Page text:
12 August 2008

Reed Elsevier caught copying my content without my permission

Update: 13 Aug. I’ve added new post that I think provides a clearer explanation for the reason that this sort of behavior is such an irritant when it comes from a company like Elsevier.

Like most bloggers, I have an ego. I’m not mentioning that by way of apology, but as an explanation for why I was browsing through my sitemeter statistics last Friday. Every now and then, I head over to sitemeter, call up the view that lets me see what websites referred people to my page. If I see a link that’s coming from a source I don’t recognize, I browse over and look to see what people are saying about me. Yeah, it’s sad. Yeah, it’s shallow and self-centered. And, yeah, I know a bunch of you have your own blogs and do it too.
Anyway, I’m almost at the end of the list from the last 100 hits when I come across this link. I don’t recognize it, so I click on it and I’m taken to this page. (I saved it as a pdf because I’ve got a feeling that it won’t be accessible at the link for much longer.) That page contains the majority of a post about open access that I wrote a few weeks ago.
The vast majority of the content on that page was written by me. All but the first 13 words in the “comment” at the top of the page were taken from my article. The remainder of the page contains the first 60% of my post. The links I included in the original have been omitted, but the text itself is unaltered. The source that is given for the material is simply “ScienceBlogs.com”. My name is not given, and the only link to the original article is in the section of the page marked “related links.” The copying that took place in the “comment” section is entirely unacknowledged. The only mention of copyright occurs at the bottom of the page, and reads, “Copyright © 2008 LexisNexis, a division of Reed Elsevier Inc. All rights reserved. ”
I was not asked for, and did not give, permission for my work to appear on that page, much less in that format. Needless to say, I felt a little slighted.
The website in question appears to be a custom version of the LexisNexis search engine. This particular version appears to be Elsevier’s own custom version, intended for internal use. I don’t have conclusive proof of that, but the title bar at the top of the page reads, “Elsevier Corporate”, and the person who accessed my blog from that page had an IP address that’s registered to MD Consult, which is an Elsevier subsidiary. My guess is that Elsevier’s keeping track of news articles and blog posts that mention them, along with the context in which they’re mentioned.
So, someone at Elsevier apparently made a copy of something I wrote criticizing Elsevier, and made that copy available to whoever has access to their (apparently not well-secured) house version of LexisNexis. This might technically be a copyright violation, but if it is it’s basically just the electronic equivalent of clipping a news article, photocopying it, and sticking the copies in co-workers’ mailboxes. Is this really something that I should care about?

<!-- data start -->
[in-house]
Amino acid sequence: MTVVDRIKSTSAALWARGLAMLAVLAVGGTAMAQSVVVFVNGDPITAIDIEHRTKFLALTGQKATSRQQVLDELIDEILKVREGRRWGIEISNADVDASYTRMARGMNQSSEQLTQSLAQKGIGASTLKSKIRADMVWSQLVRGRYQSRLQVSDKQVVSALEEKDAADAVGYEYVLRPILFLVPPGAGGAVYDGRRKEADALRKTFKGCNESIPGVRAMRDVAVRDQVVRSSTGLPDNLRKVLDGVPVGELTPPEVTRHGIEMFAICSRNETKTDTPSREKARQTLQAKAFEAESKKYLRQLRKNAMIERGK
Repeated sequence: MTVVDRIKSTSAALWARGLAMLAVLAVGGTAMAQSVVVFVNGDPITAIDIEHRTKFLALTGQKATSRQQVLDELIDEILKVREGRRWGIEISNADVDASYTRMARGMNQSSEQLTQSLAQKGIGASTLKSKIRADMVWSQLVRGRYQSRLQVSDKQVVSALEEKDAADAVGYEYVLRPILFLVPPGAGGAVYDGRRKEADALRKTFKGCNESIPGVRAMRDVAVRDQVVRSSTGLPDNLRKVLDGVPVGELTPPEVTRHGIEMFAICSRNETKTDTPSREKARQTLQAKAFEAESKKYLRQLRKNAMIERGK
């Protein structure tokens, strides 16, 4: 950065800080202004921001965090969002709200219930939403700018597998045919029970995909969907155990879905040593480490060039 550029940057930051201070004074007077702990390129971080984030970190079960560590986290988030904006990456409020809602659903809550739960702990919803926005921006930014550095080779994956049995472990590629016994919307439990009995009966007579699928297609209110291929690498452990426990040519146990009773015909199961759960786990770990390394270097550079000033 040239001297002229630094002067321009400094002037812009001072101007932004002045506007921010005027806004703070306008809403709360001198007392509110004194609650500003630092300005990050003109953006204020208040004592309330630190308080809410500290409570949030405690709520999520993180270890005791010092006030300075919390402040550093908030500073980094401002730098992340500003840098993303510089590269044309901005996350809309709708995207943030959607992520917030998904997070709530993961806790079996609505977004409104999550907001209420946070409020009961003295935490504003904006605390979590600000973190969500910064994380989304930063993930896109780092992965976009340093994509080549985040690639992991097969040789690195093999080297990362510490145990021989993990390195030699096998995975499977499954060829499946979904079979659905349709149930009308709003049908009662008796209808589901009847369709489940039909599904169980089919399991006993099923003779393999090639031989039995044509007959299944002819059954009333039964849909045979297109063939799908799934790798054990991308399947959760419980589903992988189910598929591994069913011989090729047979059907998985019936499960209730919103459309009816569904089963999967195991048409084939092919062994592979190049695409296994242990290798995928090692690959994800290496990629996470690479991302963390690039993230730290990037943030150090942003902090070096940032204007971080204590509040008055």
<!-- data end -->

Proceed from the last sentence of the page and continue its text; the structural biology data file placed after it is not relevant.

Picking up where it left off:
Clearly, I think it is, or I wouldn’t be writing this post.
This blog, like almost all blogs, is an open-access publication. There’s no charge to read this blog. If you’ve got an internet connection and time to waste, you can scroll through the things I’ve written to your heart’s content. The thing is, open access doesn’t mean that nobody gets paid.
If you’re reading this material on my blog, you’re going to see some ads. The ads bring in income for the Seed Overlords. They use that income to cover the not-insignificant costs of running this online Zoo. They also pay me (and the rest of the bloggers). The more people read my posts, the more opportunities there are for someone to actually look at one of the ads, and the more I get paid. I don’t get paid when people read this on someone else’s website.
Advertising-supported web publishing is a business model that Elsevier understands quite well. In fact, it’s a business model that they use. They run a cancer information site that’s open accessand supported by advertising. And because they get paid only for the ads that appear on their site, they have a copyright policy that prohibits reposting their material on other sites without their consent.
That’s not the only time that Elsevier has shown a very acute awareness of where their money comes from. They’ve consistently opposed open access initiatives around the world, because open access requirements would have a very large impact on their bottom line. In fact, they’ve gone to great lengths to try to protect their income stream. As you may remember, they were one of the publishers involved in the astroturf group “PRISM” that their attack dog PR expert put together to lobby Congress in opposition to an open access initiative.
Elsevier has spent a great deal of time, energy, and money in an effort to get people to respect their income flow. They apparently didn’t bother to think about mine.
I’m not upset about this because of the money, though. (It’s not like I get paid all that much anyway.) I went into the financial aspect partly because it’s a clear illustration of Elsevier’s thoughtlessness, and partly because I’m not entirely certain that they will understand any other basis for objecting to their actions. The money isn’t the real issue. The real issue is respect.
Scientists provide the content for Elsevier’s journals. They donate their time to review, and often edit, the articles that appear in the journals. They make up the bulk of the audience for the journals. Yet Elsevier has, time after time, demonstrated a complete lack of respect for scientists and the scientific community. It’s not a surprise that they would decide to grab my post, while ignoring my rights to my own material. It’s simply another example of where their focus is: intellectual property matters if and only if it’s theirs.

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